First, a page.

Can you get twice the pay-out on a travel insurance policy if you happen to have two insurances?
Australian Business Traveller reader Robert Z found himself in this situation recently, after he had some medical issues requiring treatment while overseas.
He realised that although he had a stand-alone travel insurance policy, he was also entitled to free international travel insurance provided by his gold credit card.
I am writing to you after reading your recent article about Zurich denying a travel insurance claim in error.
I recently came back from a trip overseas during which I had to see a doctor and have some tests done. During the same trip I also had to pay for a helicopter ride to get out of a remote area, as a scheduled flight from the area was cancelled.
Before departing, I purchased a stand-alone travel insurance policy from Worldcare.
I also paid for my air tickets in full on my Commonwealth Bank Gold Awards Credit Card, which offers free international travel insurance with Zurich.
I made my claim to both insurance companies (disclosing to both that I had two travel insurances) and I received a full reimbursement of $1056.24 from Worldcare.
Zurich, however, declined my claim, six weeks after I submitted it, saying I was not entitled to claim from them as I had already received reimbursement from another company.
The agent was unable to point out anywhere in Zurich's insurance policy that states it will not pay a claim if another insurer has done so, and simply maintained that I was not entitled to compensation.
I looked through the insurance's policy wording, and could not find anything stating that I am not covered if another insurer is covering me as well.
Australian Business Traveller contacted Zurich Financial Services to ask them to investigate Robert's case.
Zurich Communication Manager, Rob White, advised that "double insurance" was not possible under Australian insurance law -- at least, in the context of getting twice the payout for the same loss.
White explained that if a person holds two insurance policies with identical coverage, the two insurers will jointly cover the claimed amount, sharing the cost between them, but the will never pay out more than 100% of the claimed amount between them. (For example, although one insurer might pay the whole claim to the customer, they may well then ask the other insurer for some of the money back.)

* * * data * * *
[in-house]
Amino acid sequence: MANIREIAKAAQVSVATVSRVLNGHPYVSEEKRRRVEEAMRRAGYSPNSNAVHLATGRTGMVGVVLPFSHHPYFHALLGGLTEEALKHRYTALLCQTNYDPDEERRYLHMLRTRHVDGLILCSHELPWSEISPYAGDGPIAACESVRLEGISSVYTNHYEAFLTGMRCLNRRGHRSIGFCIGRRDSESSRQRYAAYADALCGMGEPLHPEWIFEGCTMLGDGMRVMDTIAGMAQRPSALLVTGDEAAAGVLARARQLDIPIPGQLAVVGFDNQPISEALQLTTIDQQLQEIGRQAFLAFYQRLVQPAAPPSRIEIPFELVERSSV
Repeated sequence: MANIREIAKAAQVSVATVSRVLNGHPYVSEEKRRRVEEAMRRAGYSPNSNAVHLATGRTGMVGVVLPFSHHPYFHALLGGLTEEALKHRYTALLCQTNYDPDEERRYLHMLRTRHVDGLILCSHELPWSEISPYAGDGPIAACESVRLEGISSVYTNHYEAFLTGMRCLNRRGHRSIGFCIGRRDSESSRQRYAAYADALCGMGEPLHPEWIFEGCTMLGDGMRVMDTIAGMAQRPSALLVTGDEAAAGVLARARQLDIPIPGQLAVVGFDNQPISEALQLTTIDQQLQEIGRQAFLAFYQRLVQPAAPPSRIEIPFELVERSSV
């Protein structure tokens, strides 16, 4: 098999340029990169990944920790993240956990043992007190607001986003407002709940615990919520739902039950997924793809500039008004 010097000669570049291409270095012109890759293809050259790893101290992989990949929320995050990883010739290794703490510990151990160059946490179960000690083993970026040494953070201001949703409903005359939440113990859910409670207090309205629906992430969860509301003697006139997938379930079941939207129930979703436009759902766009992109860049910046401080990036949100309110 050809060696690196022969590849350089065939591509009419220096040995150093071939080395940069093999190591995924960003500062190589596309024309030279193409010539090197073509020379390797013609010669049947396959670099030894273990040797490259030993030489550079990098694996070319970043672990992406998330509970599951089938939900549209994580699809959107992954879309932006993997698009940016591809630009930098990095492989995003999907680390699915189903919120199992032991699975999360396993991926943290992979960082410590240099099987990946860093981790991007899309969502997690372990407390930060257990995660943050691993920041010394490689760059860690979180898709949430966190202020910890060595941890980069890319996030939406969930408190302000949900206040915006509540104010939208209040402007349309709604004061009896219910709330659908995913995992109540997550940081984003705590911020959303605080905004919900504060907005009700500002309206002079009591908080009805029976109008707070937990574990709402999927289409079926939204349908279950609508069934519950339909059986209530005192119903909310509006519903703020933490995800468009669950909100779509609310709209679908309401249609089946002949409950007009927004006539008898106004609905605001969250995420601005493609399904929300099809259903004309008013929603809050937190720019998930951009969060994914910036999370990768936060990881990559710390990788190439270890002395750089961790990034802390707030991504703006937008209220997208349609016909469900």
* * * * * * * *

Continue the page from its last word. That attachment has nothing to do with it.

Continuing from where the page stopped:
The only exception, he said, was with death or permanent disability benefits, in which case multiple insurers will pay out whatever their policy states they will offer, regardless of what other insurers have already paid out.
The case we investigated previously was for a death benefit, which is why Zurich had reversed its initial, incorrect advice to the reader that it could not pay out if another insurer had already paid.
So, in answer to the story's initial question: can you get paid out twice for the same loss on a travel insurance policy, the answer is no, you can't -- unless it's a death or permanent disability payout. In Robert's case, as the claim was for medical costs and flight cancellation, he is only able to claim back the costs he incurred once.
The real name of the reader has been withheld for privacy reasons.
About Australian Business Traveller Investigator
Have you been let down by an insurer, airline, hotel, or other company while travelling? Send us your details and we will do our best to work with the airline to investigate what went wrong and what can be done to rectify things for you. (It's a free service for anyone who reads Australian Business Traveller.)
Email details to [email protected]. Please include specific details (such as claim numbers, bill account numbers, relevant dates, names of anyone you spoke with when you first complained to the company, etc) to help us look into your specific case. Please also include your real name, email address and a business hours phone number (mobile preferred).
Dan is a tech enthusiast who frequently qualifies for enhanced airport security screening due to the number of cords and gadgets stuffed into his cabin bag.